When the film is worn through, we have moments of enlightenment, moments of wholeness, moments of Satori as the Zen sages term it, moments of clear living when inner meets outer, moments of full integrity of being, moments of complete Oneness. And whether the film is a veil of culture, of memory, of mental or religious training, of trauma or sophistication, the removal of that film and the restoration of that timeless spot of grace is the goal of all therapy and education.

Regardless of subject matter, this is the only thing worth teaching: how to uncover that original center and how to live there once it is restored. We call the filming over a deadening of heart, and the process of return, whether brought about through suffering or love, is how we unlearn our way back to God.

The more your soul get covered over, the more depressed, isolated, hopeless, meaningless, and burned out you feel. But what if it didn’t have to be that way?

How soul loss shows up at the doctor’s office

As physicians, Rachel and I have had years of experience diagnosing soul loss in our patients, but Western medicine has no framework for this kind of diagnosis, and as doctors, we’re not taught to treat this kind of suffering, so we wind up mistreating it.

What people suffering from soul loss need is the deep medicine of reconnection with the soul.

But in our culture, we tend to treat soul loss too superficially. We treat the chronic pain with pain medication. We treat the insomnia with sleeping pills. We treat the weight issues with diet and exercise. And most damagingly, we may label soul loss as mental illness, such as depression, and cover up the symptoms with psychiatric medications that may make things worse by slapping a Band-Aid on a wound that’s not healing underneath the bandage.

The treatment you really need

Sometimes the soul needs space in order to heal, and this may require the courage to make some external changes in your life. Perhaps you need to switch careers in order to give the soul more room to breathe. Perhaps an unhealthy relationship is constricting the soul, and it’s time to get into therapy, set boundaries, or even end things. Perhaps you need to find more people to love or relocate to a place that helps your soul come alive.

Perhaps you need to give your soul permission to engage in more creative activities. Such eternal changes may be part of the prescription the inner doctor of your soul writes.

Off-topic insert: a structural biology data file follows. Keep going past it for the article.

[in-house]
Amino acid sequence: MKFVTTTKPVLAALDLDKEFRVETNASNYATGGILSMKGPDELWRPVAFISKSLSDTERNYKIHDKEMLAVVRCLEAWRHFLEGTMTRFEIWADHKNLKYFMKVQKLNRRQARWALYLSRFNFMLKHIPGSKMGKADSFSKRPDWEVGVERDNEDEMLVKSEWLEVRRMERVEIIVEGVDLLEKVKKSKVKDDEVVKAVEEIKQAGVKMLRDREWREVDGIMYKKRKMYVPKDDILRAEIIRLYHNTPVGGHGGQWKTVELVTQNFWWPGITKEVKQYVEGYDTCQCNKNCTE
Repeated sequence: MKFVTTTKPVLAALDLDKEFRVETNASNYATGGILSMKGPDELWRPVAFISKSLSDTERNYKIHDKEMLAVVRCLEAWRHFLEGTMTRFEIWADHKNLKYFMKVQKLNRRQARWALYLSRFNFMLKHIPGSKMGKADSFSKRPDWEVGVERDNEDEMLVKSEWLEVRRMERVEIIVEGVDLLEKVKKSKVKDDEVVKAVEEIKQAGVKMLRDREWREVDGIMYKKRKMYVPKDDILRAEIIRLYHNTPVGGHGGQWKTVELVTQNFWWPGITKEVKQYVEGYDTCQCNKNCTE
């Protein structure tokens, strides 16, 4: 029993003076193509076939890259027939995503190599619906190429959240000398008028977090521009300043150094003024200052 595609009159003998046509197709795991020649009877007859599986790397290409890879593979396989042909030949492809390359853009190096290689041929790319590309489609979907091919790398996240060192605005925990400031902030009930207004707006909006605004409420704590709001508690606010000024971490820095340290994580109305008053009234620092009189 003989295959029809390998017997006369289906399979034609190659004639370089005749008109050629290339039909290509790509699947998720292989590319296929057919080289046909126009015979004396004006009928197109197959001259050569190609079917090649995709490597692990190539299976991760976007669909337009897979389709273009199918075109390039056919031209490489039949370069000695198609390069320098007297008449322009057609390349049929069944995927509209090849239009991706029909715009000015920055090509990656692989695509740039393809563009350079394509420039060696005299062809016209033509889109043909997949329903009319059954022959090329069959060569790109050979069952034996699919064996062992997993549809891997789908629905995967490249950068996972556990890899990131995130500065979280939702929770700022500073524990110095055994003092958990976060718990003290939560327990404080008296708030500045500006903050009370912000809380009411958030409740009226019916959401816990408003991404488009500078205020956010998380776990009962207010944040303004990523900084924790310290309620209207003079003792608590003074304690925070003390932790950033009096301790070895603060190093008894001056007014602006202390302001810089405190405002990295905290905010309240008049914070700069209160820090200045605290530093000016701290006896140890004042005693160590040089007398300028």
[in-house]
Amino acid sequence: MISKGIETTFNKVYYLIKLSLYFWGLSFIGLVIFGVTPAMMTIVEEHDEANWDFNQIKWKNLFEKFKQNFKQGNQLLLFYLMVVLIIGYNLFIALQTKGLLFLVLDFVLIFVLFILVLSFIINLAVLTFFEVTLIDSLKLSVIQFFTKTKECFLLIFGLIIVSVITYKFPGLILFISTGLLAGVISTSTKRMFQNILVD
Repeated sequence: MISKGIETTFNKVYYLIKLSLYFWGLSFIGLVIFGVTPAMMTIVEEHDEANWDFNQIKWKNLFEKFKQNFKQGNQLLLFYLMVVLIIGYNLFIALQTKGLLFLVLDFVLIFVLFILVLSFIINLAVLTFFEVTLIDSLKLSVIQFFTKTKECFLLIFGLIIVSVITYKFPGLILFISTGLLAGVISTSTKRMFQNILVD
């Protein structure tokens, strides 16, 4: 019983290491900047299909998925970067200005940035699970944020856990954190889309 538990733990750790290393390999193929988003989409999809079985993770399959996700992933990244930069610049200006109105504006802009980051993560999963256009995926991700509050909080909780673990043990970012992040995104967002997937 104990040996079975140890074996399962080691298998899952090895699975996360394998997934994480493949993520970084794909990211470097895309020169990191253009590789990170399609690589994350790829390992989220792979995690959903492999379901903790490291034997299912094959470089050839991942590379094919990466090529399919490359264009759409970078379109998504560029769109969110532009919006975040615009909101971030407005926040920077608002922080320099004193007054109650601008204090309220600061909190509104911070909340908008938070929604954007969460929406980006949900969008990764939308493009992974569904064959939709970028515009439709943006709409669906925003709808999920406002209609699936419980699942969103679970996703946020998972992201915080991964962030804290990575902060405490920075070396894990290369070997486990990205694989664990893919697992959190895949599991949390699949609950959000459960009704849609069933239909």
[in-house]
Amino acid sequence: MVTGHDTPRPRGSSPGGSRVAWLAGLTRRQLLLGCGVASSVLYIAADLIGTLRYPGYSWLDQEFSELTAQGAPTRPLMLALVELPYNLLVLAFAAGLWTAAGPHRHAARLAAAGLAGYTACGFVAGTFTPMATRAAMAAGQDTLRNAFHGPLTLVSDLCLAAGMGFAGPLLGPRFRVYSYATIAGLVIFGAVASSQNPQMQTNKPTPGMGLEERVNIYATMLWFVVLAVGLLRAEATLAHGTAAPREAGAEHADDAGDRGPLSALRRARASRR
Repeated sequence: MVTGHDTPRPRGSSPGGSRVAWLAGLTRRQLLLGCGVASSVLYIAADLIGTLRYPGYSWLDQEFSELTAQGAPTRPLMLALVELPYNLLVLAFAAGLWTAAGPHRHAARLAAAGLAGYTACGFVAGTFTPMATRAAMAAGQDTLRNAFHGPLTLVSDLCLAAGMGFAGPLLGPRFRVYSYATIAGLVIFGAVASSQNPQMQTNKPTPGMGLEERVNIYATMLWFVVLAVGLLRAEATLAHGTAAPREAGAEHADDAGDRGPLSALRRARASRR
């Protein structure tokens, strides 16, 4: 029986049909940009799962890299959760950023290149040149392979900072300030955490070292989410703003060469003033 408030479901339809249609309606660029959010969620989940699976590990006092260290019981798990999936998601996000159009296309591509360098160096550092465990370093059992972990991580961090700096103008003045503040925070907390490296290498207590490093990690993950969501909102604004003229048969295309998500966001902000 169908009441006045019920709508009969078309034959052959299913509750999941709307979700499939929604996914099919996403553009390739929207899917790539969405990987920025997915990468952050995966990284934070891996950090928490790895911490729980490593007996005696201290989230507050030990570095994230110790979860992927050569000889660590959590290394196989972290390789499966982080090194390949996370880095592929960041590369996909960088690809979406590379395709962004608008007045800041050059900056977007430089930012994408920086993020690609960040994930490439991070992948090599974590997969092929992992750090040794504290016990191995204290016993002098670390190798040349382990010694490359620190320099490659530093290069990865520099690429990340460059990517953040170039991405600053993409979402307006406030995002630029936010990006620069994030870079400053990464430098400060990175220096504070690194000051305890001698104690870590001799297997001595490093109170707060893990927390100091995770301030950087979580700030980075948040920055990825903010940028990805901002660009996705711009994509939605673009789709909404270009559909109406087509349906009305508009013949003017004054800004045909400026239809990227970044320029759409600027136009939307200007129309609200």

But very often, those kinds of major life overhauls are NOT NECESSARY!

Reconnecting to the soul allows you to find peace and happiness right where you are in ways that are much simpler and more profound than you might think. It can be astounding to discover that you’ve had what you needed all along and have been looking in all the wrong places. Perhaps all that is needed is to see the life you’re already living in a different way.

Ten ways your soul guides you in daily life

If you’re suffering from soul loss, what can you do about it? The first step to healing from soul loss is learning to reconnect to the guidance of your soul. In order to help you, Rachel and I are offering a free tele-class 10 Ways Your Soul Guides You in Daily Life. We invite you to join us by registering here.

We hope you’ll join the live healing circle of those who are already registered, but even if you don’t join us, remember: your soul is always with you.

You are always being guided. You don’t need anything outside of you to heal from soul loss. You already have all that you need to heal yourself.
@LissaRankin (Click to Tweet!)

Lissa Rankin, MD is a mind-body medicine physician, founder of the Whole Health Medicine Institute training program for physicians and other health care providers, and the New York Times bestselling author of Mind Over Medicine: Scientific Proof That You Can Heal Yourself. She is on a grassroots mission to heal health care, while empowering you to heal yourself. Lissa blogs at and also created two online communities— and She is also the author of two other books, a professional artist, an amateur ski bum, and an avid hiker. Lissa lives in the San Francisco Bay area with her husband and daughter.


*Image courtesy of Lel4nd.